The Hawaiian hot spot producing constant, gentle eruptions of low-viscosity mafic lava. For years, the Pu'u 'O'o crater on Kilauea has been flowing south to the coast and ocean, but a new lava flow, Kahauale'a 2, is instead flowing northeast into the forests.
Lava flow from Pu'u 'O'o crater into ohia lehua forests. Photography credit: US Geological Survey/Hawaiian Volcano Observatory
The behaviour of lava depends on its chemical composition: low-silica content lavas are mafic lavas, while high-silica content lavas are felsic. Mafic lavas are low viscosity, runny fluids that release gas more easily and have consequently gentler eruptions. In contrast, felsic lavas are more viscous and less runny, but trap gas, building pressure into more violent eruptions. The chemical composition is determined by the geological origins of the lavas — the mantle and oceanic crust is mafic, while continental crust is felsic. Consequently, violent eruptions like the infamous Mount Saint Helens are associated with subduction zones, while island volcanoes like Hawaii are generally more beautiful than explosively hazardous.
The Hawaiian chain of island volcanoes. Photography credit: NASA
While mafic lavas are slow-moving, that doesn't mean they're entirely harmless. Lava flows can be incredibly hard to stop or divert (it is possible with epic quantities of sea water, but that's a story for another day), so can cause large amounts of damage. The new flow is not immediately threatening any buildings, but if it continues in the same direction it will eventually reach communities farther to the northeast.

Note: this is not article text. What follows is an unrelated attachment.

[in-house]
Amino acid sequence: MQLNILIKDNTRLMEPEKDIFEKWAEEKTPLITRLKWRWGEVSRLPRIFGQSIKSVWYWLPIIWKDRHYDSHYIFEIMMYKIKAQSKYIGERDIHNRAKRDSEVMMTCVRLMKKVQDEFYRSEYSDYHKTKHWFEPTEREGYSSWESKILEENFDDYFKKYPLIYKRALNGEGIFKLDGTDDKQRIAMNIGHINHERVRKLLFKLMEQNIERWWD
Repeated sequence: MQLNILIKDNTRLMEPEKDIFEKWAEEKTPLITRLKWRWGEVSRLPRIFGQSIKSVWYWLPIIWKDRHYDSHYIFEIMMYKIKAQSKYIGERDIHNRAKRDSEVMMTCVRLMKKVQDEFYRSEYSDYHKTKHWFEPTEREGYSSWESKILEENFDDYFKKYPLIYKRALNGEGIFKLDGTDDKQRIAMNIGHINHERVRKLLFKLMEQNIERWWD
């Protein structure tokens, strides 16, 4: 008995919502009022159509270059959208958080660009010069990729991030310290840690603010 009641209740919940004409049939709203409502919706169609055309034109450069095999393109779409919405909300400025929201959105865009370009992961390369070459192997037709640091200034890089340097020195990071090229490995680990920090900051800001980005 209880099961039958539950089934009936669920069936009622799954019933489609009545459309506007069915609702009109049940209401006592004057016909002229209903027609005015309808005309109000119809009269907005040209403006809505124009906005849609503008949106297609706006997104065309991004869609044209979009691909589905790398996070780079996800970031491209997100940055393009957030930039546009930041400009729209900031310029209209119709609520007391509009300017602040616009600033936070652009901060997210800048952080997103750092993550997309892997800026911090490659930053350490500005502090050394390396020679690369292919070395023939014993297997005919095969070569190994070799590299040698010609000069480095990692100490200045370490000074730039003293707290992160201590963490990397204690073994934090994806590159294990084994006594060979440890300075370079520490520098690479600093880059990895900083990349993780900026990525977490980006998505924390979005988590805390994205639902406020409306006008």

Eruptions also produce sulfur dioxide gas. This gas reacts with oxygen and water vapor, producing tiny droplets of sulfuric acid: volcanic fog, or vog. The quantity of vog can vary over time — the Kilauea volcano produced an average of 140 metric tons of sulfur dioxide a day in 2003 through 2007, but a relatively colossal 800 metric tons per day in December 2009.
The Kahauale'a 2 lava flow is slowly advancing to the northeast. Photography credit: NASA/EO.
While the Kilauea lava flows had previously been treading a well-worn path to the sea, this new flow is heading in a new direction. As the lava advances, it burns the forest, producing smoke. The flow is creeping along, only advancing about 600 meters since November. When subterranean pressures change, and the summit inflates, lava surges out of the crater in a new breakout. The breakouts start from the crater, and pushes for some time before advancing the distant flow front.
Head over to the Earth Observatory for an interactive view of the advance between February 2nd and March 11th, or read about the geologic change over time of a volcanic island.